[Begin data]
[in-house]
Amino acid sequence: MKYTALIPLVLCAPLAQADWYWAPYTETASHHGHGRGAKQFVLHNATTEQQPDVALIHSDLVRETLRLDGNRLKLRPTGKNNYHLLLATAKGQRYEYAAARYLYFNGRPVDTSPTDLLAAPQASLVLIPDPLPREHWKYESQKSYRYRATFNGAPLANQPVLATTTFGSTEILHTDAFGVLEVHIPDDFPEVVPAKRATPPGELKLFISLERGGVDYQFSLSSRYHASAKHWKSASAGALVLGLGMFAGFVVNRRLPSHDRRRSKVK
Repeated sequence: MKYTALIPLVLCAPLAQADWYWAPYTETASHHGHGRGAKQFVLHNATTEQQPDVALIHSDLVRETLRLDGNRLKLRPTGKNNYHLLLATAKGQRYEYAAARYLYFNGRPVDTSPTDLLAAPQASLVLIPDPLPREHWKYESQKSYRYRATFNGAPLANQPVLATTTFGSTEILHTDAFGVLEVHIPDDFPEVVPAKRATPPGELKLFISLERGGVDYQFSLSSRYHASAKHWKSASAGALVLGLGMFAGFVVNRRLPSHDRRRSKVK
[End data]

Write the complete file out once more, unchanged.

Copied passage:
[in-house]
Amino acid sequence: MKYTALIPLVLCAPLAQADWYWAPYTETASHHGHGRGAKQFVLHNATTEQQPDVALIHSDLVRETLRLDGNRLKLRPTGKNNYHLLLATAKGQRYEYAAARYLYFNGRPVDTSPTDLLAAPQASLVLIPDPLPREHWKYESQKSYRYRATFNGAPLANQPVLATTTFGSTEILHTDAFGVLEVHIPDDFPEVVPAKRATPPGELKLFISLERGGVDYQFSLSSRYHASAKHWKSASAGALVLGLGMFAGFVVNRRLPSHDRRRSKVK
Repeated sequence: MKYTALIPLVLCAPLAQADWYWAPYTETASHHGHGRGAKQFVLHNATTEQQPDVALIHSDLVRETLRLDGNRLKLRPTGKNNYHLLLATAKGQRYEYAAARYLYFNGRPVDTSPTDLLAAPQASLVLIPDPLPREHWKYESQKSYRYRATFNGAPLANQPVLATTTFGSTEILHTDAFGVLEVHIPDDFPEVVPAKRATPPGELKLFISLERGGVDYQFSLSSRYHASAKHWKSASAGALVLGLGMFAGFVVNRRLPSHDRRRSKVK